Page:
Items Tagged with 'FannieGate'

ARTICLES

  • Court of Appeals declares FHFA structure unconstitutional

    Majority opinion finds GSE regulator violates separation of powers
    For the third time in recent memory, a government agency borne out of the housing crisis has been declared unconstitutional by a federal court. The first two times it was the Consumer Financial Protection Bureau. But now, it’s the Federal Housing Finance Agency that has been found to be operating in violation of the Constitution.
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  • Fannie, Freddie stock plummets after court decision dents shareholders' prospects

    But still trading above pre-election totals
    Shares of Fannie Mae and Freddie Mac went into free fall on Tuesday after the U.S. Court of Appeals for the District of Columbia Circuit ruled that Fannie and Freddie shareholders cannot pursue many of their claims related to the so-called “Third Amendment sweep.” But despite the drop, both Fannie and Freddie are still trading above where they were prior to the election of President Donald Trump.
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  • Court rejects hedge funds claims in Fannie, Freddie profit sweep

    But all is not lost
    Fresh off handing down a significant ruling in the battle over the constitutionality of the Consumer Financial Protection Bureau, the U.S. Court of Appeals for the District of Columbia Circuit just dealt a sizable body blow to the investors who claimed that the government’s decision to sweep all the profits from Fannie Mae and Freddie Mac into the government’s coffers was not only unnecessary, but illegal as well.
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  • Trump Treasury pick Mnuchin opposes recap and release of Fannie Mae, Freddie Mac

    Previously said GSE conservatorship will end
    For the first three hours of the confirmation hearing of Steve Mnuchin, the Trump administration’s choice to lead the Department of the Treasury, nearly all of the housing-related discussion centered on the mortgage servicing and foreclosure practices of OneWest Bank, the bank that Mnuchin formerly chaired. But that changed when Sen. Mark Warner, D-Virginia, began questioning Mnuchin about Fannie Mae and Freddie Mac.
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  • Here's one Fannie Mae bull's take on how the GSEs can exit conservatorship

    And what happens to the stock after that
    In the weeks since Steve Mnuchin sent shockwaves through the housing industry by stating that the Trump administration planned to end the conservatorship of Fannie Mae and Freddie Mac, reactions varied on whether that can actually be done and how expensive it might be. Here's an interesting take from an interested party on how the GSEs might actually exit conservatorship and what that would mean to the GSE stockholders who've waited quite a few years for a resolution.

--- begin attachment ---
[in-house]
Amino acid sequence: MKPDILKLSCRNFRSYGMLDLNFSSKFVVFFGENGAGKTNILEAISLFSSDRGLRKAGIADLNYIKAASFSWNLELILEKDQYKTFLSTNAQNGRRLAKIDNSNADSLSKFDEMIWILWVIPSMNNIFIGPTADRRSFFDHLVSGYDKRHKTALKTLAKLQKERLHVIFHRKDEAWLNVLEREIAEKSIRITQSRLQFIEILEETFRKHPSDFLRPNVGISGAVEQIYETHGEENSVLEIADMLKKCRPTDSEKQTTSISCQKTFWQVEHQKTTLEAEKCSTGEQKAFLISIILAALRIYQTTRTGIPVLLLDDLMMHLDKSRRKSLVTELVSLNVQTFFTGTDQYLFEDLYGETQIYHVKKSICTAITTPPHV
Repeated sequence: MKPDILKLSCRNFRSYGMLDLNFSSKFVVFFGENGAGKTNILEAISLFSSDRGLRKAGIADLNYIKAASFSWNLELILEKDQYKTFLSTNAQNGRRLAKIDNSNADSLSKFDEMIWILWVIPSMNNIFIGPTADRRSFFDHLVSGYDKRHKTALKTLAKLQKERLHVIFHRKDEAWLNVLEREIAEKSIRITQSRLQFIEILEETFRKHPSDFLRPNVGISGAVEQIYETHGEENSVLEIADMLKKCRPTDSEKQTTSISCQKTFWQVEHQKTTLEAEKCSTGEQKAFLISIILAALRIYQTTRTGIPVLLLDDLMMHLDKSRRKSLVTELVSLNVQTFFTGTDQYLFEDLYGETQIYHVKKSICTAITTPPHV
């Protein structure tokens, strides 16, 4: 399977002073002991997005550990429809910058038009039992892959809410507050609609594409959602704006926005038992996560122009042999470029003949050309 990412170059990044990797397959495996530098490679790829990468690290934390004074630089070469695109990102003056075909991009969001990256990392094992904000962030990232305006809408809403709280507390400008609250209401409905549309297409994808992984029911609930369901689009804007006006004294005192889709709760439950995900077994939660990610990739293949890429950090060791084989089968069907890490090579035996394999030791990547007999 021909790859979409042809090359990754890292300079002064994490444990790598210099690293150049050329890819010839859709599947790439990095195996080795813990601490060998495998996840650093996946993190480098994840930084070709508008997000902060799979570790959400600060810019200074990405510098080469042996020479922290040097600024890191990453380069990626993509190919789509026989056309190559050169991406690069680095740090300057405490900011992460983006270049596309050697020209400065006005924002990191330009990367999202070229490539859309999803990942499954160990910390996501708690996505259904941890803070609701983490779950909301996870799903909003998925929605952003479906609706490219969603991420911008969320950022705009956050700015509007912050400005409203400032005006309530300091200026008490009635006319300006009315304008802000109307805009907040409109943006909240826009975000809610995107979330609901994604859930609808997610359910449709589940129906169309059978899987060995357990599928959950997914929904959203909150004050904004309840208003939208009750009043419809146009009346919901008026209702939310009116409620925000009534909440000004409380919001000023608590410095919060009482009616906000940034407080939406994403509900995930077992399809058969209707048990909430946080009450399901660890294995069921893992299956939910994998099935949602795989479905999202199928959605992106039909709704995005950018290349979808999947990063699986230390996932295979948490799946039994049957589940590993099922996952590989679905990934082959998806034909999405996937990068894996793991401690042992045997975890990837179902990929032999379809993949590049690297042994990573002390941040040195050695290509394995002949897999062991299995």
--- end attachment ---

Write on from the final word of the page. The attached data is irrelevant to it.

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  • Moody's: Privatizing Fannie Mae, Freddie Mac would cost "hundreds of billions"

    Report predicts disruption to secondary market
    Steve Mnuchin, President-elect Donald Trump’s choice to lead the Department of the Treasury, recently said that “getting Fannie and Freddie out of government ownership” is one of the Trump administration’s top 10 priorities. But just how realistic is that plan? According to a new report from Moody’s Investors Service, privatizing the GSEs is not only unlikely to happen any time soon, it’s also hugely cost-prohibitive, and it would be a negative for bond investors as well. Other than that, Mrs. Lincoln, how was the show?
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  • Trump Treasury pick: Fannie Mae and Freddie Mac will be privatized

    Steve Mnuchin tells Fox Business: "We’ll get it done reasonably fast"
    Making the media rounds after being selected to serve as Treasury secretary by President-elect Donald Trump, Steve Mnuchin dropped a bombshell about the future of Fannie Mae and Freddie Mac. Rather than be wound down, as some advocate for, Mnuchin said the government-sponsored enterprises will be taken out of “government ownership,” restructured, and privatized.
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  • Critics still unhappy with Fannie, Freddie conservatorship

    Future of GSEs still uncertain under a Trump administration
    The lack of attention given to housing during the presidential campaigns leaves many skeptical that the next administration has any plans for mortgage giants Fannie Mae and Freddie Mac. Some wonder if only another housing crisis will push the government to move the two GSEs into a more permanent structure.
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  • Feds appeal decision to release #FannieGate memos

    Claim that court made severe, irreversible error
    The government is now fighting back against the court’s decision that ordered them to release 56 documents to the public that could show that the Treasury took over Fannie Mae and Freddie Mac despite the secondary mortgage market firms being adequately capitalized. Now, however, the government claims the judge made that decision based on a misunderstanding of the principles that govern executive privilege.
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